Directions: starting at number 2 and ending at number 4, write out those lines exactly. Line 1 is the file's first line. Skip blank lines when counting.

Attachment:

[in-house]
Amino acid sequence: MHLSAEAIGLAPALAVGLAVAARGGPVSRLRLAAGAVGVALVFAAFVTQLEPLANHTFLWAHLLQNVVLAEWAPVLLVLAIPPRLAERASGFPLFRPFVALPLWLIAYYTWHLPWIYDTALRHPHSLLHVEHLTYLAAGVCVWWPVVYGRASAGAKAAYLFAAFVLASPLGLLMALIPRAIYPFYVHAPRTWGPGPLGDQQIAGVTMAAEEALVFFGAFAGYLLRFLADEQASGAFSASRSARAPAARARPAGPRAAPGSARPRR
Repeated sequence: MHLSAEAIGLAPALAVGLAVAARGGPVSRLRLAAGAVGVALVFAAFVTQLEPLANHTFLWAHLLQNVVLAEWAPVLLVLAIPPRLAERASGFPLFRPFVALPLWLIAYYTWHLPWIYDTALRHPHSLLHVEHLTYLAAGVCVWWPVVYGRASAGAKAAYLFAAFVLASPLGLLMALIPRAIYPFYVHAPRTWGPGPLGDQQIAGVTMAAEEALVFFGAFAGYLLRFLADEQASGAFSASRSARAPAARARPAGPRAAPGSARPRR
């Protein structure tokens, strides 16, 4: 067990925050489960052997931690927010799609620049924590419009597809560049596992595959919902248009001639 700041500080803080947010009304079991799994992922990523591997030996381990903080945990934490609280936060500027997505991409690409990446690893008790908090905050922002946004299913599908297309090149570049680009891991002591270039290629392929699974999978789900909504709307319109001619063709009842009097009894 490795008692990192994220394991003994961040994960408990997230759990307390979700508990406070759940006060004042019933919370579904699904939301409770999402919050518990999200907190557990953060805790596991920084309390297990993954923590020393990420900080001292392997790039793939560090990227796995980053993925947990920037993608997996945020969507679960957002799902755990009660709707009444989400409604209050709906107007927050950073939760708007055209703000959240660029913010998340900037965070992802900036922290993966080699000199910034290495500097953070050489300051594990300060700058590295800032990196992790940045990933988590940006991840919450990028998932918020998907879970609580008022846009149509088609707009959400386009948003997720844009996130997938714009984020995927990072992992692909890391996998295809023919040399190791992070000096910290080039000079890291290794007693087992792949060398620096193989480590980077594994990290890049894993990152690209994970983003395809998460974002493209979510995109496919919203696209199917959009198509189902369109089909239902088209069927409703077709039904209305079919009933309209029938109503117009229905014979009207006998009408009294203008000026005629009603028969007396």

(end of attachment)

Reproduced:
Amino acid sequence: MHLSAEAIGLAPALAVGLAVAARGGPVSRLRLAAGAVGVALVFAAFVTQLEPLANHTFLWAHLLQNVVLAEWAPVLLVLAIPPRLAERASGFPLFRPFVALPLWLIAYYTWHLPWIYDTALRHPHSLLHVEHLTYLAAGVCVWWPVVYGRASAGAKAAYLFAAFVLASPLGLLMALIPRAIYPFYVHAPRTWGPGPLGDQQIAGVTMAAEEALVFFGAFAGYLLRFLADEQASGAFSASRSARAPAARARPAGPRAAPGSARPRR
Repeated sequence: MHLSAEAIGLAPALAVGLAVAARGGPVSRLRLAAGAVGVALVFAAFVTQLEPLANHTFLWAHLLQNVVLAEWAPVLLVLAIPPRLAERASGFPLFRPFVALPLWLIAYYTWHLPWIYDTALRHPHSLLHVEHLTYLAAGVCVWWPVVYGRASAGAKAAYLFAAFVLASPLGLLMALIPRAIYPFYVHAPRTWGPGPLGDQQIAGVTMAAEEALVFFGAFAGYLLRFLADEQASGAFSASRSARAPAARARPAGPRAAPGSARPRR
């Protein structure tokens, strides 16, 4: 067990925050489960052997931690927010799609620049924590419009597809560049596992595959919902248009001639 700041500080803080947010009304079991799994992922990523591997030996381990903080945990934490609280936060500027997505991409690409990446690893008790908090905050922002946004299913599908297309090149570049680009891991002591270039290629392929699974999978789900909504709307319109001619063709009842009097009894 490795008692990192994220394991003994961040994960408990997230759990307390979700508990406070759940006060004042019933919370579904699904939301409770999402919050518990999200907190557990953060805790596991920084309390297990993954923590020393990420900080001292392997790039793939560090990227796995980053993925947990920037993608997996945020969507679960957002799902755990009660709707009444989400409604209050709906107007927050950073939760708007055209703000959240660029913010998340900037965070992802900036922290993966080699000199910034290495500097953070050489300051594990300060700058590295800032990196992790940045990933988590940006991840919450990028998932918020998907879970609580008022846009149509088609707009959400386009948003997720844009996130997938714009984020995927990072992992692909890391996998295809023919040399190791992070000096910290080039000079890291290794007693087992792949060398620096193989480590980077594994990290890049894993990152690209994970983003395809998460974002493209979510995109496919919203696209199917959009198509189902369109089909239902088209069927409703077709039904209305079919009933309209029938109503117009229905014979009207006998009408009294203008000026005629009603028969007396």